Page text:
In a normal year, this upcoming weekend would be a significant time of celebration on the island as two key days once again arrive on our calendars. This Saturday, the fourth Saturday in June, is the date of the annual Daufuskie Day celebration that would bring back so many who have family ties to the island. There would be story telling as a way of remembering days long since passed, singing and dancing, lots of different food to sample, and tours of the island that would take people past old family homesteads and other significant heritage sites. Then the next day, the First Union African Baptist Church celebrates the anniversary of her founding in 1881, typically marked by many guest speakers, testimonies from those who grew up in the church, wonderful fellowship, and then a great feast for all who wished to attend. The entire weekend was focused on celebrating the past as a way of informing the present, with the hope of helping to shape the future.
Unfortunately, this isn’t a normal year and large celebrations have thus far either been extremely modified or cancelled outright. For us, the Daufuskie Day celebration has been pushed off until next year, and the Church anniversary will be a much smaller affair with fewer in attendance and no feast after the service. So many who would have gathered together this weekend to share stories and keep past events and memories alive won’t do that this year, and that brings a certain risk with it. There is a risk that important parts of history will be lost.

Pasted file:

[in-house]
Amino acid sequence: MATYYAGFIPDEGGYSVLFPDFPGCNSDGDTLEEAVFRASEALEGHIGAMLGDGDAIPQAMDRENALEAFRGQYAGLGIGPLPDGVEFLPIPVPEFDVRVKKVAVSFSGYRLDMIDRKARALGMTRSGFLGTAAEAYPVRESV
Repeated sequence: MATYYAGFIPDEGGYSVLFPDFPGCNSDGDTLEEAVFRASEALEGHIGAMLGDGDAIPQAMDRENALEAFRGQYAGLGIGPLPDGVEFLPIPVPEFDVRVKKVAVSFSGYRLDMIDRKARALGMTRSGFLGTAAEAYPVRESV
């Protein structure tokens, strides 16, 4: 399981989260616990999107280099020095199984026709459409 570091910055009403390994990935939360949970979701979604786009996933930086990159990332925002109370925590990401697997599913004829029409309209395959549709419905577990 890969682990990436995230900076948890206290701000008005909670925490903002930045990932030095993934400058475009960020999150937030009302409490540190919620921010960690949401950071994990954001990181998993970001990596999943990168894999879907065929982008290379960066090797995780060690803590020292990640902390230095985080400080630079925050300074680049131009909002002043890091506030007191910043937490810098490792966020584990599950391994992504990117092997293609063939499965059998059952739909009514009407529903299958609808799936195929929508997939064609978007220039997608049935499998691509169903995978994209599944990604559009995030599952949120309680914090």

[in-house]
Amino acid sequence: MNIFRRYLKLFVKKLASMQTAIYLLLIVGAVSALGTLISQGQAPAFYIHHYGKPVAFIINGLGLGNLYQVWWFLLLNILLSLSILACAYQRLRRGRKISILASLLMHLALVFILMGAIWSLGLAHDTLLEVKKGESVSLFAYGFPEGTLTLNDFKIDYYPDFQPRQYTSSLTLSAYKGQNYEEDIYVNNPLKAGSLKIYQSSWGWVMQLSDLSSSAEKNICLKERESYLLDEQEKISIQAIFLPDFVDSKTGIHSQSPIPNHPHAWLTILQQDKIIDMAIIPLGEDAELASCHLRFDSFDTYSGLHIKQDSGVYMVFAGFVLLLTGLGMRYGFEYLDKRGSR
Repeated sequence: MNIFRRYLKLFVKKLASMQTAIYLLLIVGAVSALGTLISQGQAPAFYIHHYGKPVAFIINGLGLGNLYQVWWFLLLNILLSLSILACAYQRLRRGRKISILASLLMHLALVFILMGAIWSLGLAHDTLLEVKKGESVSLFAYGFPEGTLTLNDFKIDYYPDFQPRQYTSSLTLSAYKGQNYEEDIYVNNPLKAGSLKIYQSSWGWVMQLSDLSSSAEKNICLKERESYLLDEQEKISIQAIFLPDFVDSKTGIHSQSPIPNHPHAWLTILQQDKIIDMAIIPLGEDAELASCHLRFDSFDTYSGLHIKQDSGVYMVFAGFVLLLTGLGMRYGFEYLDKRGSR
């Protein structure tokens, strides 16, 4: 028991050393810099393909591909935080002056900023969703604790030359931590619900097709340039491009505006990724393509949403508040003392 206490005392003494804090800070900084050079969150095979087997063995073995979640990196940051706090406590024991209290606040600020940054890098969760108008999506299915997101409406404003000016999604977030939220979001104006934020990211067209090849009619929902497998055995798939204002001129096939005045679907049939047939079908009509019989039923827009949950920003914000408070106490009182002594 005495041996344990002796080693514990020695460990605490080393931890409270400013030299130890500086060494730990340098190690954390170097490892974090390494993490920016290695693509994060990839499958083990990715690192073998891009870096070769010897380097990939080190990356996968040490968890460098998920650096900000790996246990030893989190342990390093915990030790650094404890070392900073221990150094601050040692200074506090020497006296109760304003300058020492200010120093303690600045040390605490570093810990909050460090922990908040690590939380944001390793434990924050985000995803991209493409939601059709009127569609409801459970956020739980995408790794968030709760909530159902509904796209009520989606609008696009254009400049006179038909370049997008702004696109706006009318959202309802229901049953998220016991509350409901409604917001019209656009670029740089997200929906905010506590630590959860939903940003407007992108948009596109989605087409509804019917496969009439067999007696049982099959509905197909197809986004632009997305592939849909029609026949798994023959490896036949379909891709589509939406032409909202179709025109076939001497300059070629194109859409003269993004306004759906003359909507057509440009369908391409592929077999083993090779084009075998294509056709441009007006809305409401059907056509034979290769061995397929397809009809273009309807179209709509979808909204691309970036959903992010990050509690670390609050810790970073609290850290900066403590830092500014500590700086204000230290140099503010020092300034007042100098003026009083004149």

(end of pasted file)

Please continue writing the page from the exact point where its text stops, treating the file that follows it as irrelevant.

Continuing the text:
An African proverb states that when an elder dies, a library burns down. At this unique time in our nation’s history when we are trying to better weave together our collective histories, it is so important for us to not lose the stories that have shaped us. The stories that our elders share are treasures for us to build on, if we are wise enough to hear them and hold onto them. Unfortunately, in a year marked by an insidious illness that is particularly devastating to the oldest of our population, we are more likely to see vast libraries of knowledge burn down this year, just at the time when we need that history the most.
God commanded the Israelites to celebrate certain key events every year, such as the Passover feast, so that they would always remember their heritage and what God had done for them. God understands how the human mind works, and therefore his command to celebrate that day was done because He knew that the Israelites would quickly otherwise forget. If they forgot what God had done for them, they would ultimately forget who God is, how much He loves them, and how He wants them to live. Even missing one year of celebration can lead us away from remembering the magnitude of the past.
We all need to be vigilant this year, so that when dates of significance arrive on the calendar that we are unable to celebrate as we normally would have, we still spend time remembering why those dates are so important. Those events from the past have shaped us, as individuals, communities and as a nation. What was important for the Israelites is just as important for us today – if we are to be the people who God wants us to be, we must accurately remember our past. This is especially true when we can’t gather together to celebrate.
Peace and blessings – Pastor Aaron